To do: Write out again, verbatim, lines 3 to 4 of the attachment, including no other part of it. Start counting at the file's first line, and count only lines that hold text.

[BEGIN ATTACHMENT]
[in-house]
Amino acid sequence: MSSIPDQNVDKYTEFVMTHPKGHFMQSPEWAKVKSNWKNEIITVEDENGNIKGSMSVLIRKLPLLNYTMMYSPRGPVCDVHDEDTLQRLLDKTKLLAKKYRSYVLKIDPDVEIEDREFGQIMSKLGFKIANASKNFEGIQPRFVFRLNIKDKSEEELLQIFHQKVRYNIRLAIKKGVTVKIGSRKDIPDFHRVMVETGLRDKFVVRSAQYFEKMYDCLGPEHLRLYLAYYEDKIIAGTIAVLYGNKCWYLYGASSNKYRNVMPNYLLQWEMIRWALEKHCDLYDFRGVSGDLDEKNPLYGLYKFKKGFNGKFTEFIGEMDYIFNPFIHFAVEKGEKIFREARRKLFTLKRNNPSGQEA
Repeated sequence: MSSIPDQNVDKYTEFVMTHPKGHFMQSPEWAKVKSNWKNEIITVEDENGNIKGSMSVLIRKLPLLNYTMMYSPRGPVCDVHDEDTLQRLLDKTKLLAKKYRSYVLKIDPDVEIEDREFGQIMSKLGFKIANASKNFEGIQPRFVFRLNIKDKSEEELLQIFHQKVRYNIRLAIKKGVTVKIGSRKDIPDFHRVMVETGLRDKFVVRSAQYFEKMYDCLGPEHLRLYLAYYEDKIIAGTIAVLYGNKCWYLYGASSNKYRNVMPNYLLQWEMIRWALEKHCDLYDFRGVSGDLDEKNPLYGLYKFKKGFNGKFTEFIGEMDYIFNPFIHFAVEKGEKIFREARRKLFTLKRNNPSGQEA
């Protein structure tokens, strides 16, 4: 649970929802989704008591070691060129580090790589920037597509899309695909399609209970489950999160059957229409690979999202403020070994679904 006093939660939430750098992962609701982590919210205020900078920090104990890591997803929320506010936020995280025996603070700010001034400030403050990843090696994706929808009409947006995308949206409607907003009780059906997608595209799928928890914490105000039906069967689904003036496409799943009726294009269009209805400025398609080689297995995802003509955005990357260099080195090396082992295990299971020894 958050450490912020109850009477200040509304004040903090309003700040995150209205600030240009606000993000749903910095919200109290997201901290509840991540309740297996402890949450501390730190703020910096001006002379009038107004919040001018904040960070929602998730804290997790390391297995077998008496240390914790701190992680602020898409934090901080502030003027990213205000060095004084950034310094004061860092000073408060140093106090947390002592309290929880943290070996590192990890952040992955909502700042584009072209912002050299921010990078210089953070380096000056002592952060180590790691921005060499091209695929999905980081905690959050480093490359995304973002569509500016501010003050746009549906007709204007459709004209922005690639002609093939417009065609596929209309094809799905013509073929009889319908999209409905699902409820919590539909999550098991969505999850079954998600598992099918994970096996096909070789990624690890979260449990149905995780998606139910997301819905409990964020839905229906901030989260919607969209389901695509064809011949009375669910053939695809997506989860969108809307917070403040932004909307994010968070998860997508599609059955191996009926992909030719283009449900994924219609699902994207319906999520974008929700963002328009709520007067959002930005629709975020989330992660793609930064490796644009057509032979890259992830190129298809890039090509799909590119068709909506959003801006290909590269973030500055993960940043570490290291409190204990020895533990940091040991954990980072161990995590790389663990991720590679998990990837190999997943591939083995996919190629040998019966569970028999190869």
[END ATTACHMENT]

Repeated sequence: MSSIPDQNVDKYTEFVMTHPKGHFMQSPEWAKVKSNWKNEIITVEDENGNIKGSMSVLIRKLPLLNYTMMYSPRGPVCDVHDEDTLQRLLDKTKLLAKKYRSYVLKIDPDVEIEDREFGQIMSKLGFKIANASKNFEGIQPRFVFRLNIKDKSEEELLQIFHQKVRYNIRLAIKKGVTVKIGSRKDIPDFHRVMVETGLRDKFVVRSAQYFEKMYDCLGPEHLRLYLAYYEDKIIAGTIAVLYGNKCWYLYGASSNKYRNVMPNYLLQWEMIRWALEKHCDLYDFRGVSGDLDEKNPLYGLYKFKKGFNGKFTEFIGEMDYIFNPFIHFAVEKGEKIFREARRKLFTLKRNNPSGQEA
């Protein structure tokens, strides 16, 4: 649970929802989704008591070691060129580090790589920037597509899309695909399609209970489950999160059957229409690979999202403020070994679904 006093939660939430750098992962609701982590919210205020900078920090104990890591997803929320506010936020995280025996603070700010001034400030403050990843090696994706929808009409947006995308949206409607907003009780059906997608595209799928928890914490105000039906069967689904003036496409799943009726294009269009209805400025398609080689297995995802003509955005990357260099080195090396082992295990299971020894 958050450490912020109850009477200040509304004040903090309003700040995150209205600030240009606000993000749903910095919200109290997201901290509840991540309740297996402890949450501390730190703020910096001006002379009038107004919040001018904040960070929602998730804290997790390391297995077998008496240390914790701190992680602020898409934090901080502030003027990213205000060095004084950034310094004061860092000073408060140093106090947390002592309290929880943290070996590192990890952040992955909502700042584009072209912002050299921010990078210089953070380096000056002592952060180590790691921005060499091209695929999905980081905690959050480093490359995304973002569509500016501010003050746009549906007709204007459709004209922005690639002609093939417009065609596929209309094809799905013509073929009889319908999209409905699902409820919590539909999550098991969505999850079954998600598992099918994970096996096909070789990624690890979260449990149905995780998606139910997301819905409990964020839905229906901030989260919607969209389901695509064809011949009375669910053939695809997506989860969108809307917070403040932004909307994010968070998860997508599609059955191996009926992909030719283009449900994924219609699902994207319906999520974008929700963002328009709520007067959002930005629709975020989330992660793609930064490796644009057509032979890259992830190129298809890039090509799909590119068709909506959003801006290909590269973030500055993960940043570490290291409190204990020895533990940091040991954990980072161990995590790389663990991720590679998990990837190999997943591939083995996919190629040998019966569970028999190869």